Economic analysis and review of the literature on implant-based breast reconstruction with and without the use of the acellular dermal matrix

Jonathan Bank, Nicole A. Phillips, Julie Park, David H. Song

Research output: Contribution to journalReview article

25 Citations (Scopus)

Abstract

Background: Use of the acellular dermal matrix (ADM) in two-stage implant-based breast reconstruction has been widely adopted. Despite an increasing focus on health care costs, few reports have addressed the financial implications of ADM use. This study sought to examine the costs of the two-stage technique with and without ADM, concentrating on the direct variable costs of patient care during the expansion process. Methods: A retrospective review of a prospectively maintained database was conducted. Data were collected on 132 cases resulting in a second-stage exchange for a permanent implant. The findings showed that AlloDerm was used in 61 reconstructions and Strattice in 23 reconstructions. The primary outcome was the number of fills required to achieve the final expander fill volume. The cost of subsequent patient encounters for expansion was estimated using institutional cost data. Results: The number of fills required to achieve the final volume was higher in the non-ADM group (6.5 ± 1.7) than in the ADM group (3.6 ± 1.4) (p < 0.0001). No significant difference was found in the small fill volumes (<350 ml; 5.3 vs. 3.7; p > 0.05). The difference was significant in the larger fill volumes (>500 ml; 8.3 vs. 3.7; p < 0.05). Relative to non-ADM reconstruction, with AlloDerm at current prices, the cost increase ranged from $2,727.75 for large reconstructions to $3,290.25 for small reconstructions ($2,167.75-$2,739.25 with Strattice). Conclusion: The use of ADM in two-stage reconstruction reduces the number of visits required for reconstructions with 350 ml or more. However, at current pricings, the direct cost of ADM use does not offset the cost savings from the reduced number of visits.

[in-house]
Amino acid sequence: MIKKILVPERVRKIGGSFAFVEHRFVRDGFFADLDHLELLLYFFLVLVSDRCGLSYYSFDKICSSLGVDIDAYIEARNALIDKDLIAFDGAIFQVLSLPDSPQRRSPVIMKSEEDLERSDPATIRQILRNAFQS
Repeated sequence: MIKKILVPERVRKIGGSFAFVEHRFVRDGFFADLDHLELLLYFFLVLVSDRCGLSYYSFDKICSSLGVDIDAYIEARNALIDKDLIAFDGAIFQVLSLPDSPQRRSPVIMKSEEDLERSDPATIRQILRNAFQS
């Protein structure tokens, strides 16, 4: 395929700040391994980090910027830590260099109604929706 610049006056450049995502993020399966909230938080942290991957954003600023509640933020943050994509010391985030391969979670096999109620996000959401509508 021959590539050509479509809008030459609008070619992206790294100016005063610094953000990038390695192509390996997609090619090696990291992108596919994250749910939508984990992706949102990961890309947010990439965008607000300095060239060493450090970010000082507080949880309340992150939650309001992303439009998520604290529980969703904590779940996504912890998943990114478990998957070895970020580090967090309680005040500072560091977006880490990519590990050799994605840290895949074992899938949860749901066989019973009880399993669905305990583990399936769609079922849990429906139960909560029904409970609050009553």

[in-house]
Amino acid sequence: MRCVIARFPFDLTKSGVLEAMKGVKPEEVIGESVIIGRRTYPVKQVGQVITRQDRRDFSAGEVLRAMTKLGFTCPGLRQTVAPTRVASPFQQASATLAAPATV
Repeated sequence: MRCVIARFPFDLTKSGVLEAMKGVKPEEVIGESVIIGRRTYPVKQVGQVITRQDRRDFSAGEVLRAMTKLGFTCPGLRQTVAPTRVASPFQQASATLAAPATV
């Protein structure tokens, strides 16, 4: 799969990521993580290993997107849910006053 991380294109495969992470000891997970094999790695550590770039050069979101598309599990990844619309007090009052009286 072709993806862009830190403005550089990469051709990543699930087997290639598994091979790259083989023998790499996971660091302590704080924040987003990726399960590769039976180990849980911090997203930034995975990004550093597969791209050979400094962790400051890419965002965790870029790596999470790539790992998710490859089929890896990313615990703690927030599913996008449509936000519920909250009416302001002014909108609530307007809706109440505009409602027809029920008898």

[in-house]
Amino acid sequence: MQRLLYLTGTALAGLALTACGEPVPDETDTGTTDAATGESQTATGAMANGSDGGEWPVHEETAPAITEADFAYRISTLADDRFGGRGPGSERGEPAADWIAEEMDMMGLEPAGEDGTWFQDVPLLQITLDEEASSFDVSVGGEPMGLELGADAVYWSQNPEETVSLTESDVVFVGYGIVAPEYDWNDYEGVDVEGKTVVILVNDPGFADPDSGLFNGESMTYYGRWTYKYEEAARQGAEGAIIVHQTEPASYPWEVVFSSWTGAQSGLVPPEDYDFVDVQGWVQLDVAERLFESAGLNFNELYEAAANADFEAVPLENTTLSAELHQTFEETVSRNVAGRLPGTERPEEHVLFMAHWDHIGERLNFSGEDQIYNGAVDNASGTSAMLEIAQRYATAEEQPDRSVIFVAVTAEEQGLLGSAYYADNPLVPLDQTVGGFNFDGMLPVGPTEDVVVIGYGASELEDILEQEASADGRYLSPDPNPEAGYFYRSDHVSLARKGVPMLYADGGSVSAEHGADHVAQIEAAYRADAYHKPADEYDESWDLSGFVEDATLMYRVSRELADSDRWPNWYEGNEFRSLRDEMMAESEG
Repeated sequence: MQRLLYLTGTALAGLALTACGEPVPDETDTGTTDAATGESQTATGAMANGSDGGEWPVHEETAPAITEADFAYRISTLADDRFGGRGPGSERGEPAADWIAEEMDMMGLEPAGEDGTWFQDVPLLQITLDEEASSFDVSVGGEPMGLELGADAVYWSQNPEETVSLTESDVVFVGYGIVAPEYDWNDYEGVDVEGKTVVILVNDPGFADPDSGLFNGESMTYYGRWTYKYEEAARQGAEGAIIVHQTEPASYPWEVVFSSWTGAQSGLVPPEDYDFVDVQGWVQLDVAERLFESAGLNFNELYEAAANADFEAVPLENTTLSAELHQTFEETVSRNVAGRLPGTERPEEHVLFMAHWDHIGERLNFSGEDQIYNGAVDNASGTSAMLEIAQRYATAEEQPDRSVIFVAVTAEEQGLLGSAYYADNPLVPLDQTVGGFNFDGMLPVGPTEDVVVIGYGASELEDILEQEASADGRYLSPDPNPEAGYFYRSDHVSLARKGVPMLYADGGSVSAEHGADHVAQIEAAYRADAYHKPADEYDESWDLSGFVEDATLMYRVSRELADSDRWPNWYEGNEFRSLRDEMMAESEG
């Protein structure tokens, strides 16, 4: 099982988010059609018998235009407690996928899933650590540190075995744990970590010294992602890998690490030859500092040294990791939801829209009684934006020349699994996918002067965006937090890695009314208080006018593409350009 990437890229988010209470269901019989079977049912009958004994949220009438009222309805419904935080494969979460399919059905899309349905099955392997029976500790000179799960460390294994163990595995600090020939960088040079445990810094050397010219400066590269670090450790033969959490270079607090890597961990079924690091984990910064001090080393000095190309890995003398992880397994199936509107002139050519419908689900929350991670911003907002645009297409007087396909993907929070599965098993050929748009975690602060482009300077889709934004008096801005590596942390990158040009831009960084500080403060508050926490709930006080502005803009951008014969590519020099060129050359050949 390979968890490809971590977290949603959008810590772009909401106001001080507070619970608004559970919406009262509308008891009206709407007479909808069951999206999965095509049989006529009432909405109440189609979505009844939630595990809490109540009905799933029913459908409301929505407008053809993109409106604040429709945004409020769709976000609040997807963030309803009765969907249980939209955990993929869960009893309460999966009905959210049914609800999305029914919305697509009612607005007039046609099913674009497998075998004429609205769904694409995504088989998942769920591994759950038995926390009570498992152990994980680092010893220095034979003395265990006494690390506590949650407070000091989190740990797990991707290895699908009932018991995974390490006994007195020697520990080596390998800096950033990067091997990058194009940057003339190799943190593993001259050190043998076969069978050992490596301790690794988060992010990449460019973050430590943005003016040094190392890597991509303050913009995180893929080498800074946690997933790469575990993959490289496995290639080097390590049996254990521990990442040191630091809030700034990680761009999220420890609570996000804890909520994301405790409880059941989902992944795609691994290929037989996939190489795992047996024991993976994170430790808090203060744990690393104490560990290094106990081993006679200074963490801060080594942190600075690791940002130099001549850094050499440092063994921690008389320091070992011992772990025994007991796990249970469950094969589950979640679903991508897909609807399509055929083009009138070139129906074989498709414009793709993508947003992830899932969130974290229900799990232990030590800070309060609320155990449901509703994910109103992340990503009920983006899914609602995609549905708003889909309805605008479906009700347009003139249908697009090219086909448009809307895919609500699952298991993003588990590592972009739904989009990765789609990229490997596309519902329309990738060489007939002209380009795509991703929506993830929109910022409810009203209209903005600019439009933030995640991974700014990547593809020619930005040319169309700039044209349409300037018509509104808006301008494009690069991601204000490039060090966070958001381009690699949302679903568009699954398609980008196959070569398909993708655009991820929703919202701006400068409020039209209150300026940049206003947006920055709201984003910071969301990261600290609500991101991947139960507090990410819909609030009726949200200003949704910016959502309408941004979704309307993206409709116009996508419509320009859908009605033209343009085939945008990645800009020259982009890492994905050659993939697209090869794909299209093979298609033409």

Original languageEnglish (US)
Pages (from-to)1194-1201
Number of pages8
JournalAesthetic Plastic Surgery
Volume37
Issue number6
DOIs
StatePublished - Dec 1 2013
Externally publishedYes

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Acellular Dermis
Mammaplasty
Economics
Costs and Cost Analysis
Skin
Cost Savings
Health Care Costs
Patient Care
Databases

Keywords

  • Acellular dermal matrix
  • Breast reconstruction
  • Economics

ASJC Scopus subject areas

  • Surgery

Cite this

Economic analysis and review of the literature on implant-based breast reconstruction with and without the use of the acellular dermal matrix. / Bank, Jonathan; Phillips, Nicole A.; Park, Julie; Song, David H.

In: Aesthetic Plastic Surgery, Vol. 37, No. 6, 01.12.2013, p. 1194-1201.

Research output: Contribution to journalReview article